Attackers can obtain access privileges and access protected data by using nothing more than knowledge of common Windows protocols, basic social engineering and readily available software.
According to research by Imperva, data breaches that are commonly associated with the “APT” theme are often achieved by relatively simple (and commonly available) means, using basic technical skills.
Amichai Shulman, CTO of Imperva, said: “There needs to be a fundamental shift in how we view APTs and how we protect against them. These types of attacks are difficult to prevent and our report shows that they can be conducted relatively easily. In order to mitigate damage, security teams need to understand how to protect critical data assets once intruders have already gained access.”
A new research paper from Imperva, “The Non-Advanced Persistent Threat” claims that Advanced Persistent Threats (APTs) require only basic technical skills, it also found that built-in Windows functionality, combined with seemingly “innocent” file shares and SharePoint sites can provide attackers with an entry-point to accessing an organisation’s most critical data.
Talking to IT Security Guru, Shulman said that many people consider APTs to be technical and “magic”, and it wanted to show how they are used to take hold of a single foothold in the organisation and spread throughout an organisation.
“We are showing that these techniques are actually very simple and not sophisticated, and not resorting to zero-day vulnerabilities, or complex scripts and hacking tactics. The importance of that is once you understand how these techniques work you can put mitigation in place to find them,” he said.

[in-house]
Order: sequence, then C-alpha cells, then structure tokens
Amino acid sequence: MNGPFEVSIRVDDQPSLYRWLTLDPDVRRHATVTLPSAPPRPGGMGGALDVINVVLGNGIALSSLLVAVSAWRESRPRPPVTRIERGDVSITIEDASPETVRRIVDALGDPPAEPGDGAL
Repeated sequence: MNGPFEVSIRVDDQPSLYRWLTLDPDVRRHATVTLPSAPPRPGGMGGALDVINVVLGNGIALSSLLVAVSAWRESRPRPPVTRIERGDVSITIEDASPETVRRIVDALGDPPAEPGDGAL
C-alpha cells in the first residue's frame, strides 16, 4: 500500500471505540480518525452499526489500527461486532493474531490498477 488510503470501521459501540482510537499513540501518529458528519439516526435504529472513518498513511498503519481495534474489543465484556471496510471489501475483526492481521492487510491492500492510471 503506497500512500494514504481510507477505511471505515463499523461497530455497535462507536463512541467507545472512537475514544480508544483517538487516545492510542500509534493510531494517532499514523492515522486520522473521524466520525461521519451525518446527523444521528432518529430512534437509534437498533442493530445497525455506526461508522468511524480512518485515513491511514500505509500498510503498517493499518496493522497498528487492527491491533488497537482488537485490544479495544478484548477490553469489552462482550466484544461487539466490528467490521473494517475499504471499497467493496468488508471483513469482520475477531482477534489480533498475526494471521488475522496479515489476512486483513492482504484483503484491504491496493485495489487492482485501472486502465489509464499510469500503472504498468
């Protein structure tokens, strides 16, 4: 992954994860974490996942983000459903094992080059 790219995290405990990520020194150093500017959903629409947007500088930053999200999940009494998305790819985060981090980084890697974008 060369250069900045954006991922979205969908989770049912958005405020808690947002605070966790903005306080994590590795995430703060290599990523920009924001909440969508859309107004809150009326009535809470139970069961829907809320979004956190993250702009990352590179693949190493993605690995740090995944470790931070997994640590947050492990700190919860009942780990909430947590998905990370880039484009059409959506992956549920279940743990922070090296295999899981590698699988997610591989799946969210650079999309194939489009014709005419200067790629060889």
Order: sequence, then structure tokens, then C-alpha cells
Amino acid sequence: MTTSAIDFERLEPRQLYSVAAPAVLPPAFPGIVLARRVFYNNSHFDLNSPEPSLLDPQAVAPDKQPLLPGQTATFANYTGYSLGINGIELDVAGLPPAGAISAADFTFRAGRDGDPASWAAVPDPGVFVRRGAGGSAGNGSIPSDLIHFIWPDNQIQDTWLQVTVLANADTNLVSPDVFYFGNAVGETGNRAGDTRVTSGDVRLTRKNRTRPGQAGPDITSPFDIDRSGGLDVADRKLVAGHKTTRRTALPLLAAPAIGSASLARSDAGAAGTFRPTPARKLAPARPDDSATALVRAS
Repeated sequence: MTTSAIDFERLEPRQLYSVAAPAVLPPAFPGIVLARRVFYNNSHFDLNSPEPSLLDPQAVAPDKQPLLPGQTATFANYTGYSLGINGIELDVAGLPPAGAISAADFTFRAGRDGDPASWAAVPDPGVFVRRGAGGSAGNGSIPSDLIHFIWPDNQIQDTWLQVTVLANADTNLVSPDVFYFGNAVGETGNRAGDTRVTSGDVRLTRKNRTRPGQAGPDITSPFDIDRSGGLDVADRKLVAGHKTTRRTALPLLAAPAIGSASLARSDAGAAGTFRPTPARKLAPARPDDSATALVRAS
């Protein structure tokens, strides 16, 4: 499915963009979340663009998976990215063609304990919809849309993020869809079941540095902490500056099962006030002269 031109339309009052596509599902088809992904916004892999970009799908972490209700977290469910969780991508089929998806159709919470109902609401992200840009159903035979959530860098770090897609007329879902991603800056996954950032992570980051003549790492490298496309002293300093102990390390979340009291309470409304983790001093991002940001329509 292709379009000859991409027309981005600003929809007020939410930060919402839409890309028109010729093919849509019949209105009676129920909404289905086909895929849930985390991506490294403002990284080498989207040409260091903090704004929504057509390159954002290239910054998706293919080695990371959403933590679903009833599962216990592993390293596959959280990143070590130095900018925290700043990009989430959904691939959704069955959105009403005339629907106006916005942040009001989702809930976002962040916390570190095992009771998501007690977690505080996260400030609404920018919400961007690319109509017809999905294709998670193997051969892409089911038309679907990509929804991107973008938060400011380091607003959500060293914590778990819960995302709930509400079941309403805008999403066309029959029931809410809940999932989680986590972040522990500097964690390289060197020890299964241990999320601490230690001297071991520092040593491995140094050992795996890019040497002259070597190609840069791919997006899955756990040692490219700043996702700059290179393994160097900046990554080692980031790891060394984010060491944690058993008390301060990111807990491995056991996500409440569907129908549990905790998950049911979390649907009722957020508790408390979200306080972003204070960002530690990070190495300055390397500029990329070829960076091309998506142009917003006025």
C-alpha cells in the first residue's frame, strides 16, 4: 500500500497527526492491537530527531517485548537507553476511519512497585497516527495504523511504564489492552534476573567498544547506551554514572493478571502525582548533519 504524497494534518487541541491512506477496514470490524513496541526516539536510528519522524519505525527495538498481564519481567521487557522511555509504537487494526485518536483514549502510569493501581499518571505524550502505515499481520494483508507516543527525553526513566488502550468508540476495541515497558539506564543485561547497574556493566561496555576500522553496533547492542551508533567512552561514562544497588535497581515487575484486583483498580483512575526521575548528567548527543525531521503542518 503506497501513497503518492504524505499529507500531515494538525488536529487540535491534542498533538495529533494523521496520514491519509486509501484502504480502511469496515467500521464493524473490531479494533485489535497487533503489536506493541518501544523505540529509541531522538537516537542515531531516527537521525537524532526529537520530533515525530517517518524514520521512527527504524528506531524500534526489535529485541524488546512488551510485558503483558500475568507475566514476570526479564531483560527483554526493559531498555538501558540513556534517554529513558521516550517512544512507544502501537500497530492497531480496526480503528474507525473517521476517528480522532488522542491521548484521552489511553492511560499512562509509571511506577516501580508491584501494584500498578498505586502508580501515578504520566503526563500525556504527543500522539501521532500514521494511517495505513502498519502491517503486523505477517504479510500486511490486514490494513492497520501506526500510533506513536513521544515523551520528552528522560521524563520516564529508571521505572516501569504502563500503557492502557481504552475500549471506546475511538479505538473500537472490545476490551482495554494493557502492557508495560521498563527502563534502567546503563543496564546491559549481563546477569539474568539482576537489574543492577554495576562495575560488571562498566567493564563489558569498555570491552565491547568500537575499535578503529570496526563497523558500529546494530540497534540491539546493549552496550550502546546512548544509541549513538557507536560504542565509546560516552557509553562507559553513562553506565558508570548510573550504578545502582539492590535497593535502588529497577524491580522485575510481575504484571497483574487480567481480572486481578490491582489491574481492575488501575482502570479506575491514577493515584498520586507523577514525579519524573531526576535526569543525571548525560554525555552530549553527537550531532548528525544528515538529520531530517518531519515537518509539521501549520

“Attackers are using zero-days to get the first foothold into the organisation, but with exploits going out every week it makes it easier, with phishing or drive-by download, so how do they take advantage of it? There are inherent issues with Windows that allows them to do it in a very simple way, and in order to grab the privileges you need to force the victim to login with a compromised machine.”
Shulman said that this enabled with a folder with public access and no sensitive data in it, that everyone can access and put stuff in and “poison the well” by adding a file to the folder to link to the compromised machine.”
Shulman said that this is enabled with a folder with public access and no sensitive data in it, that everyone can access and put stuff in to “poison the well” by adding a file to the folder, changing an icon to reference a compromised machine.
“Once you have done that, everyone browsing that public folder will try to authenticate to the compromised machine. Then you relay the privileges from the internet, which is simple to do without any great hacking skill and grab privileges from everyone in the organisation.”
Asked what businesses can do to protect themselves, Shulman said it is more about collecting privileges than hacking, so businesses should recognise the abuse pattern and what are users doing in the organisation, such as a lot of users working from one machine or a lot of out of working time on one machine.
“They are relatively easy to detect if you have the right security solution in place. Monitor the activity from your database to your file server, and this allows you to grab intrusions, prevent them and give you the ability to manage access control with a very small set of critical files. You can go to the data owner of that set and that is how you achieve control of your privileges
,” he said.